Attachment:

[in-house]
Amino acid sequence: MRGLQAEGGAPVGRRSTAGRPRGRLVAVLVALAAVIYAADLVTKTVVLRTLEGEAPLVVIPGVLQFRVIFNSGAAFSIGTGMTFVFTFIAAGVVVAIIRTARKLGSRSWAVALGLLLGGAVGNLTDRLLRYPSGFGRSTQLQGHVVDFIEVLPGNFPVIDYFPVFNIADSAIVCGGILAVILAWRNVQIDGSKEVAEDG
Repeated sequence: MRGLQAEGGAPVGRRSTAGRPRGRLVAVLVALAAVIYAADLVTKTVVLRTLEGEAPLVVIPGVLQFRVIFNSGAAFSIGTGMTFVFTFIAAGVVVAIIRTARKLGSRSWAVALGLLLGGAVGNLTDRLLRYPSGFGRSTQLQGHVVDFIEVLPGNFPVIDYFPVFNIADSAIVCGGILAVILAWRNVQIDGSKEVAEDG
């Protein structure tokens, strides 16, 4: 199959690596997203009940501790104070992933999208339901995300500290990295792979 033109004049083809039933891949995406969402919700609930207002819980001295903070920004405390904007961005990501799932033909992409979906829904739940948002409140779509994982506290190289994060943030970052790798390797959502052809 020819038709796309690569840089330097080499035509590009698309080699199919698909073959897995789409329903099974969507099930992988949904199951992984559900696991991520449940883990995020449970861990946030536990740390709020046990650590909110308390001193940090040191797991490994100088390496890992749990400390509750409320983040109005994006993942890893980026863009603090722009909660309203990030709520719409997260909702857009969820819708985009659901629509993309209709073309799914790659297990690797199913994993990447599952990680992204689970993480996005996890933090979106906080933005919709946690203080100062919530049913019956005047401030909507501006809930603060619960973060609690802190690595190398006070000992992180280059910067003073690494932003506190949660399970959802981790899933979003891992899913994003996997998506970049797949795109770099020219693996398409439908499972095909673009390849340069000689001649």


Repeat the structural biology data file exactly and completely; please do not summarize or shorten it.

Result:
[in-house]
Amino acid sequence: MRGLQAEGGAPVGRRSTAGRPRGRLVAVLVALAAVIYAADLVTKTVVLRTLEGEAPLVVIPGVLQFRVIFNSGAAFSIGTGMTFVFTFIAAGVVVAIIRTARKLGSRSWAVALGLLLGGAVGNLTDRLLRYPSGFGRSTQLQGHVVDFIEVLPGNFPVIDYFPVFNIADSAIVCGGILAVILAWRNVQIDGSKEVAEDG
Repeated sequence: MRGLQAEGGAPVGRRSTAGRPRGRLVAVLVALAAVIYAADLVTKTVVLRTLEGEAPLVVIPGVLQFRVIFNSGAAFSIGTGMTFVFTFIAAGVVVAIIRTARKLGSRSWAVALGLLLGGAVGNLTDRLLRYPSGFGRSTQLQGHVVDFIEVLPGNFPVIDYFPVFNIADSAIVCGGILAVILAWRNVQIDGSKEVAEDG
């Protein structure tokens, strides 16, 4: 199959690596997203009940501790104070992933999208339901995300500290990295792979 033109004049083809039933891949995406969402919700609930207002819980001295903070920004405390904007961005990501799932033909992409979906829904739940948002409140779509994982506290190289994060943030970052790798390797959502052809 020819038709796309690569840089330097080499035509590009698309080699199919698909073959897995789409329903099974969507099930992988949904199951992984559900696991991520449940883990995020449970861990946030536990740390709020046990650590909110308390001193940090040191797991490994100088390496890992749990400390509750409320983040109005994006993942890893980026863009603090722009909660309203990030709520719409997260909702857009969820819708985009659901629509993309209709073309799914790659297990690797199913994993990447599952990680992204689970993480996005996890933090979106906080933005919709946690203080100062919530049913019956005047401030909507501006809930603060619960973060609690802190690595190398006070000992992180280059910067003073690494932003506190949660399970959802981790899933979003891992899913994003996997998506970049797949795109770099020219693996398409439908499972095909673009390849340069000689001649």